An estimated 5.8 million people in the United States are living with Alzheimer’s Disease in 2019, and this number is growing fast. Despite its huge and growing numbers, many people are still unfamiliar with the disease or confuse it with age-related dementia.
According to the Alzheimer’s Association, Alzheimer’s is a specific disease, but dementia is not. Alzheimer’s is actually the most common cause of dementia, which generally describes symptoms associated with a decline in memory, reasoning or other thinking skills that can interfere with daily life.
The most common early symptom of Alzheimer’s is memory loss. It’s a progressive disease caused by changes in the brain including atrophy, inflammation and vascular damage. Early detection is important for Alzheimer’s – if you are concerned that you are a loved one is displaying early signs of the disease, use the Alzheimer’s Association symptom checklist to and reach out to your doctor.
Here are a few more facts about Alzheimer’s:
- Almost two-thirds of Americans with Alzheimer’s are women.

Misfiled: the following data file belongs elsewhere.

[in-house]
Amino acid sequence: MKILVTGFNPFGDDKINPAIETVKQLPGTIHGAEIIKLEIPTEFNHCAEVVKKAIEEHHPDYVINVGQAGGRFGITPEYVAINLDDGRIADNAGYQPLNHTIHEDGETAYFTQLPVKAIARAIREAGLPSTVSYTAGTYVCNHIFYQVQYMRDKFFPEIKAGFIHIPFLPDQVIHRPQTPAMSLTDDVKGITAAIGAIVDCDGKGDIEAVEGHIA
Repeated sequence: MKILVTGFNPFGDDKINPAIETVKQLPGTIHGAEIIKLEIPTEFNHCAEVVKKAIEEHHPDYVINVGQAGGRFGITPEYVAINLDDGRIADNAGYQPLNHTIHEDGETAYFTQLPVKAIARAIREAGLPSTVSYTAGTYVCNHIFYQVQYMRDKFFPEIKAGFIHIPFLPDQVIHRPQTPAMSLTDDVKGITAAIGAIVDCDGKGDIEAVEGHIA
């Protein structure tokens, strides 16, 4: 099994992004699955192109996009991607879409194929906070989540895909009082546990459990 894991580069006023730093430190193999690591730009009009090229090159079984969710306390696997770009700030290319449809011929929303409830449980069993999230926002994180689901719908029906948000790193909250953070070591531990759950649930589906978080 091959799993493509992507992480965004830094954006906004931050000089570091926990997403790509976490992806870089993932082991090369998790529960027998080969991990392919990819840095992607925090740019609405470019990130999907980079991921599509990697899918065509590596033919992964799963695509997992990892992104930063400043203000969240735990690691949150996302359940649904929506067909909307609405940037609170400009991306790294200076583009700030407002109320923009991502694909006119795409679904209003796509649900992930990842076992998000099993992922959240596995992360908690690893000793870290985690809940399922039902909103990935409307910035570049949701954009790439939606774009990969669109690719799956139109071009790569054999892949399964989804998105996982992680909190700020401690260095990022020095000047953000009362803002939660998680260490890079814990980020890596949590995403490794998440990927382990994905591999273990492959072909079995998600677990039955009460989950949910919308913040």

- Approximately 200,000 people under the age of 65 have early-onset Alzheimer’s, which is usually due to a genetic mutation.
- Lack of sleep is associated with an increased risk for developing the disease due to the accumulation of beta-amyloid, a protein linked to impaired brain function.
- This amyloid also increases the chances of developing Alzheimer’s for people with Down syndrome.
- By 2050, the total number of people requiring care for Alzheimer’s will triple.
Organizations like the Alzheimer’s Association are working with researchers to learn more about the disease through new tests and diagnostic tools in the hopes of someday finding a cure.
Additionally, data scientists are tapping into the vast Alzheimer’s database to try to turn big data into actionable knowledge. The first Alzheimer’s Disease Big Data DREAM Challenge launched in 2014 to encourage these scientists to use open source data to identify new Alzheimer’s biomarkers and create advanced diagnostic technology.
In the meantime, technologies like smart homes, gps tracking devices, and medication management apps may help people with Alzheimer’s live more independently, and they may relieve some of the burden on their caretakers.